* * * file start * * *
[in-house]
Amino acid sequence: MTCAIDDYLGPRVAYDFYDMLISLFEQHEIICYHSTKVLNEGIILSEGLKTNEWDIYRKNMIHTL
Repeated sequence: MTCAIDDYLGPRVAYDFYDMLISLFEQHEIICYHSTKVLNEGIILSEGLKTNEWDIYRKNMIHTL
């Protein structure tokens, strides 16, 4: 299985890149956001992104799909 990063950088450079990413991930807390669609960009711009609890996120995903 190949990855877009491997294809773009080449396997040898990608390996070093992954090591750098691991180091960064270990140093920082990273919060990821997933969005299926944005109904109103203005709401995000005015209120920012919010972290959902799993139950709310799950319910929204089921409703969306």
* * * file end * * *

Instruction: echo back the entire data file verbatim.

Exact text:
[in-house]
Amino acid sequence: MTCAIDDYLGPRVAYDFYDMLISLFEQHEIICYHSTKVLNEGIILSEGLKTNEWDIYRKNMIHTL
Repeated sequence: MTCAIDDYLGPRVAYDFYDMLISLFEQHEIICYHSTKVLNEGIILSEGLKTNEWDIYRKNMIHTL
């Protein structure tokens, strides 16, 4: 299985890149956001992104799909 990063950088450079990413991930807390669609960009711009609890996120995903 190949990855877009491997294809773009080449396997040898990608390996070093992954090591750098691991180091960064270990140093920082990273919060990821997933969005299926944005109904109103203005709401995000005015209120920012919010972290959902799993139950709310799950319910929204089921409703969306």